Besides, it seems to me that we need a word to describe those intrepid souls who edit their wine lists to a manageable size, coming up with a tight array of options that reflects the culture of their restaurants’ regions, cuisines, styles or just a mind-set with a rationale behind it. Though I love to play in the sandbox of big, broad wine lists as much as the next wine boffin, when I sit down to dinner sometimes I just want to find a wine, quickly, that suits the occasion and the meal to come. A list with 75 to 150 wines is just the ticket, if there’s a curator’s mind behind it.

Richard Gangel
San Francisco —  April 9, 2012 3:55pm ET
The pretentiousness of some people in the wine industry really gets to me. I don't understand why being called a sommelier is inadequate to some in the business. I haven't heard of anyone calling himself a curator of wine yet, and I hope I never do. Methinks some of these people are letting their insecurity show.
Hoyt Hill
Nashville, TN USA —  April 10, 2012 12:52pm ET
I was having dinner at a restaurant which is famous for it's amazing wine cellar a few years ago and asked the wine steward if anyone in the restaurant was pursuing the master sommelier diploma. He responded that they did have one person, but that he was probably not going to work there for very long, because he did not really understand what it meant to be a sommelier in this amazing establishment.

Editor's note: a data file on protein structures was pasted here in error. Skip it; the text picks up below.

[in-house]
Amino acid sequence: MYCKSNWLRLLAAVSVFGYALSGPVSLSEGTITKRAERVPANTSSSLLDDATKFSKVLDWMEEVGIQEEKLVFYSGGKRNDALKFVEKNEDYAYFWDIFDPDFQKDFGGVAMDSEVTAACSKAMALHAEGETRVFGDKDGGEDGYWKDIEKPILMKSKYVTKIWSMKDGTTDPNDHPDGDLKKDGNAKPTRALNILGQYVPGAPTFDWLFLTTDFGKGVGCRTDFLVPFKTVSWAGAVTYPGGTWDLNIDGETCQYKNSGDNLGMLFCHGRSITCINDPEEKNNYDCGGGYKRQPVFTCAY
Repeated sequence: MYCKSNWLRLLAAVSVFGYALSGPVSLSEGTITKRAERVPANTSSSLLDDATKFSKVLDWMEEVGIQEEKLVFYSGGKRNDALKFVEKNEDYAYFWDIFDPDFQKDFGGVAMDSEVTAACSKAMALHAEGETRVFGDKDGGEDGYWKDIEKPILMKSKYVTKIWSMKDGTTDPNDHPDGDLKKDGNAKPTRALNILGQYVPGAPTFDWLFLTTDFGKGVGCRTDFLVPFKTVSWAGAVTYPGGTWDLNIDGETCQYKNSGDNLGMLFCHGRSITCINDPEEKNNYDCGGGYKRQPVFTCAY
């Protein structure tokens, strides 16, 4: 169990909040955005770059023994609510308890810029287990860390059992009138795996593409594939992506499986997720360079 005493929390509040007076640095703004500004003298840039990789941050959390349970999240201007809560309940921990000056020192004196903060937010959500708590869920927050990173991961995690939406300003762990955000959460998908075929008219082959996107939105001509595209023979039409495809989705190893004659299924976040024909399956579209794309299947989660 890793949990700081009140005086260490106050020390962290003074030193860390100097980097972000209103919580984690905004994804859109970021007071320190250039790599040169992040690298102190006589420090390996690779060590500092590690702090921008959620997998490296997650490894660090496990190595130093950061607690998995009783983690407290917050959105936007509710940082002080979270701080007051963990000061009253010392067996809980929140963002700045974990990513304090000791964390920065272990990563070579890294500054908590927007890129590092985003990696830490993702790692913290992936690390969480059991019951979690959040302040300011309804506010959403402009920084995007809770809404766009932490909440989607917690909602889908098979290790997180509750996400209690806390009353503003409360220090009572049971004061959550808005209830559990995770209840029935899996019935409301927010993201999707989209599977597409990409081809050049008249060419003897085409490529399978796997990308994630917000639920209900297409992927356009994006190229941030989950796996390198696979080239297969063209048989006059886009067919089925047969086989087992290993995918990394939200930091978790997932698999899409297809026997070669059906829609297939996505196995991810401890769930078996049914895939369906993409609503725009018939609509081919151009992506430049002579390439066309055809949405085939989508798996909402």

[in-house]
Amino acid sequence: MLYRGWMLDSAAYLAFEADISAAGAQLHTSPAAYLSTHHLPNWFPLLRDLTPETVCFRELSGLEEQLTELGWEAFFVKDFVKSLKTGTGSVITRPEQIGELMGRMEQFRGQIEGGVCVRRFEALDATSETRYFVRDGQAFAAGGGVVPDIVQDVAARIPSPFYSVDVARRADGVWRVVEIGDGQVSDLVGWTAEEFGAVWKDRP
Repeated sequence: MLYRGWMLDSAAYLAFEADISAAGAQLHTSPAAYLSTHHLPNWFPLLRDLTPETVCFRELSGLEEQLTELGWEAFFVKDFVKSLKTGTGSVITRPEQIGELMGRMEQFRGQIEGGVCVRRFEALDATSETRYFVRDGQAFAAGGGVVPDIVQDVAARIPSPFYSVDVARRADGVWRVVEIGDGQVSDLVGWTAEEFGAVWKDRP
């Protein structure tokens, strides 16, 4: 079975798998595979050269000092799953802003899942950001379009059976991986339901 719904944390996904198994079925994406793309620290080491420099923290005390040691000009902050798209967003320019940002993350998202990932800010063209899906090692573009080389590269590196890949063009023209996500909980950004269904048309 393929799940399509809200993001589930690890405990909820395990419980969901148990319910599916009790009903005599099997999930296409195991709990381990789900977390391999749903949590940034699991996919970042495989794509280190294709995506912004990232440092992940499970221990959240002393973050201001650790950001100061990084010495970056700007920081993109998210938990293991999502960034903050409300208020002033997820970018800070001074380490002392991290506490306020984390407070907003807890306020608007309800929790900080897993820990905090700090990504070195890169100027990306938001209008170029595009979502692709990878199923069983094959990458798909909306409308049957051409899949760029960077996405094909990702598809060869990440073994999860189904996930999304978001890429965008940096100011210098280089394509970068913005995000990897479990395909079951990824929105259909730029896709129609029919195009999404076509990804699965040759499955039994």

When I asked him to explain what he meant, he said that the ms candidate had recently sold all three bottles of their 1929 Chateau Latour, requiring that it be removed from the wine list.
He further explained that the most important job of the sommeliers in this restaurant was to insure that the collection (which is astonishing) was not depleted by trophy hunters.
I think that attitude qualifies as "curating".
Harvey Steiman
San Francisco, CA —  April 10, 2012 2:20pm ET
Hoyt, the restaurant that didn't want to sell its trophy wines wasn't curating, it was hoarding. I see curating as an exercise on editing and concision, finding the best wines to offer us. In my view this especially applies to a limited list, not the sort of opulent cellar you described.
Morewine Bishar
Del Mar, California —  April 10, 2012 5:29pm ET
Not to be contrary, Richard, but I think many people find the term "sommelier" to be pretentious. It has long associations with the image of a snooty guy with a tastevin hanging from a fancy ribbon around his neck, intimidating dinners with his presence. This image, whether truthful or not, is an extremely common one and is fact a stock element of popular humor